Animal Shelter Gets Robbed, And The Most Beautiful Thing Happens
There's something remarkable unfolding at one animal rescue, where a sad situation turned into a powerful movement.
On Sunday morning, staff at the Animal Rescue League of New Hampshire stumbled onto a shocking realization: Someone had broken into the rescue's food pantry and stolen about 65 bags - or $700 worth - of donated cat and dog food.
"A staff person came in the morning and noticed that someone had pushed through the chicken wire on our community food pantry and they had taken everything," Monica Zulauf, president and CEO of the rescue, told The Dodo.
"They left one small bag of kitten food."
Zulauf explained that the donated pet food goes out to food pantries, elderly individuals who can't afford pet food and families struggling with financial hardships. The thief essentially stole from the neediest of the needy.
With the hopes of identifying the thief, the rescue shared surveillance video of him caught in the act:
Shortly after the discovery, the rescue contacted the police and shared a press release on social media. From there, Zulauf said, Facebook and Twitter exploded. Before local media outlets had a chance to report the story, the rescue's parking lot was full and cars were lining up to drop off food.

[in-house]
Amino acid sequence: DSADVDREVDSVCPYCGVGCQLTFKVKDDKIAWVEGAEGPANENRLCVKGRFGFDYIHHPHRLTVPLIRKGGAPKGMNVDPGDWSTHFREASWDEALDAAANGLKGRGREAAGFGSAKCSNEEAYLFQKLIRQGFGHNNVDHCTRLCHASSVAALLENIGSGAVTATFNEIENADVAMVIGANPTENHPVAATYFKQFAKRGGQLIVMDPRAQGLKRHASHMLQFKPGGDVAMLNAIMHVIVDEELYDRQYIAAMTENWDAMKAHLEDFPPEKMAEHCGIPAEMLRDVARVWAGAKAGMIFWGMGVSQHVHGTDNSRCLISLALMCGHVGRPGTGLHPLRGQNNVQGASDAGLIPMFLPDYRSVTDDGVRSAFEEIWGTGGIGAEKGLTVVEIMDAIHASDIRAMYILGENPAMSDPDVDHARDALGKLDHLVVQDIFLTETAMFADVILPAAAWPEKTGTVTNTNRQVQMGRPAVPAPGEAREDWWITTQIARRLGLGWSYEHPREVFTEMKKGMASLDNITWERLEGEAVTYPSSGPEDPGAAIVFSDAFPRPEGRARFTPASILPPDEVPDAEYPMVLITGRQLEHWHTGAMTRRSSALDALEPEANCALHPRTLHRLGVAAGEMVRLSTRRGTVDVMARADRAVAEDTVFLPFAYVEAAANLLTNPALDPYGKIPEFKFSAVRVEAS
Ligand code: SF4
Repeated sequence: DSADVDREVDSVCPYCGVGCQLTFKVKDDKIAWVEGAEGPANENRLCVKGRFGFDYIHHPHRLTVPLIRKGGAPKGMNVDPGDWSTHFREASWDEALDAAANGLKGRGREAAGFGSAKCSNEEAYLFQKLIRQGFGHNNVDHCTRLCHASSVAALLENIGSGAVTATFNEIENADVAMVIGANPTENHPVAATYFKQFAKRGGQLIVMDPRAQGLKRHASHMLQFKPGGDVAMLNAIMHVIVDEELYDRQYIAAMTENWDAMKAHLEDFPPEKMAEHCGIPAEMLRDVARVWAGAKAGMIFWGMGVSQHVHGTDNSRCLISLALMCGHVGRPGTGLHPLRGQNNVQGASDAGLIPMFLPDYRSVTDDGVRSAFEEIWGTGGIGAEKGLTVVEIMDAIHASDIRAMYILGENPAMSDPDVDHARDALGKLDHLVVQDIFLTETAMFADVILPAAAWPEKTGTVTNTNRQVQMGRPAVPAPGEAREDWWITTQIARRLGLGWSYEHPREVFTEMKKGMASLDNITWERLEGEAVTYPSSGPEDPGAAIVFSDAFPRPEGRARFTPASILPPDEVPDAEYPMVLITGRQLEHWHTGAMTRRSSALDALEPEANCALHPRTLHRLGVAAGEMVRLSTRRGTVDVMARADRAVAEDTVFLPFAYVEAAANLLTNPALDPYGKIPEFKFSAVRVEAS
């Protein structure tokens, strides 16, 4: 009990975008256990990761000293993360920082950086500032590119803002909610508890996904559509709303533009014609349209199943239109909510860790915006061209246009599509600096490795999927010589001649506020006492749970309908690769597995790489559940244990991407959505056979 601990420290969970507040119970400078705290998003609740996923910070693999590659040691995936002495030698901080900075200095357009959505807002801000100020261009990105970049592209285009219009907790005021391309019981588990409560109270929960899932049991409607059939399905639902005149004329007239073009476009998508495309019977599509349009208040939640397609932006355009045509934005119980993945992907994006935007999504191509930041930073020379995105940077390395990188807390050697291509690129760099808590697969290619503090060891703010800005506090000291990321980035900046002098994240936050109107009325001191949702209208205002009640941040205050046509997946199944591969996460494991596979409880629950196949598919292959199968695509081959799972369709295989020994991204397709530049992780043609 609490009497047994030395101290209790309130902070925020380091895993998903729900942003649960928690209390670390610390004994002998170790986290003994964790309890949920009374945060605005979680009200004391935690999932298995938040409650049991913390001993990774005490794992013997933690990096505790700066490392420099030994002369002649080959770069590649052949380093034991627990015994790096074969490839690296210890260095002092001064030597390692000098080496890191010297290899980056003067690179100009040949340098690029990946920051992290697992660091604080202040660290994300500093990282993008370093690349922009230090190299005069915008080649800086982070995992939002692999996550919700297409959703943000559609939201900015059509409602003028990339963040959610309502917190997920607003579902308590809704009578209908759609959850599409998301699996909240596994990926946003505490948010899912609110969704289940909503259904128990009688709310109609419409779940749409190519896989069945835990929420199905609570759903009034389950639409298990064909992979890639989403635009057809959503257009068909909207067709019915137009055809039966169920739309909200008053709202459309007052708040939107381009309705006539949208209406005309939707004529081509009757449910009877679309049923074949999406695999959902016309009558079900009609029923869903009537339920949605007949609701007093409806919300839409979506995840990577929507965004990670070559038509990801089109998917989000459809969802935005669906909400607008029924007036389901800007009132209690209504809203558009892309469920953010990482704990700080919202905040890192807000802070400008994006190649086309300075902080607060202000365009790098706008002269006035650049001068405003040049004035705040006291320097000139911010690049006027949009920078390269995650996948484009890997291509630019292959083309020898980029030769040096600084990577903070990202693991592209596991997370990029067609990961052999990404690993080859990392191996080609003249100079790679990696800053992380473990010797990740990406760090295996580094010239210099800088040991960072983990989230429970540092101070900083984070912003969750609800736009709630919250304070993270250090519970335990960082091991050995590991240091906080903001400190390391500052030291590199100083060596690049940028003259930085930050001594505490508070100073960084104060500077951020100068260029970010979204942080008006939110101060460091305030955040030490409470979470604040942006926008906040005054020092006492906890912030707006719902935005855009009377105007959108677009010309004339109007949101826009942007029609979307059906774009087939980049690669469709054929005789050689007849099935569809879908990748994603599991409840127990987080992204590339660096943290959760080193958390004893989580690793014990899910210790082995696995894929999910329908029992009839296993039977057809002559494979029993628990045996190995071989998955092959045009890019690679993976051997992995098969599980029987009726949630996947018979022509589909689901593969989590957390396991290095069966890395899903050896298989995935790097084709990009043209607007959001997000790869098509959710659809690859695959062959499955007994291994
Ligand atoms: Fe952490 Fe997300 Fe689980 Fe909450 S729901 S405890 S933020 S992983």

"The community response was amazing," Zulauf said. "It was a steady stream of everything - from toddlers carrying little bags of cat treats to families who had picked up full bags of pet food."
She also mentioned how widespread efforts to help the shelter have been, from one couple whose daughter lives in Maryland calling to urge them to donate, to the husband of a reporter who witnessed a nearly-empty pet food aisle crammed with people.
"The only thing I can compare this to is the end of 'It's A Wonderful Life,' when everybody in the town comes in to save the bank," Zulauf said.
In the meantime, the theft case remains under investigation. There are no identifiable suspects at the time. However, Zulauf said she heard some unconfirmed reports of a man trying to sell pet food in front of local supermarkets.
"I don't know what your thought process is when you decide to steal donated pet food from a food pantry," Zulauf said. "I never really want to understand that thought process." She added that in a meeting on Monday, the rescue decided it will share its influx of food with other shelters and organizations in need.
Furthermore, because of the amount of people coming through the rescue, most of the animals present have managed to find forever homes with families.
"I'm going to guess it's close to 10 times what we had before now," Zulauf said about the overwhelming amount of food that's been brought to the rescue since Sunday.
"It's still coming too."
The Animal Rescue League of New Hampshire is good on the food front, but if you'd like to donate, check out other ways you can help here. Alternatively, you can always donate food, supplies or money to shelters and rescues in your area.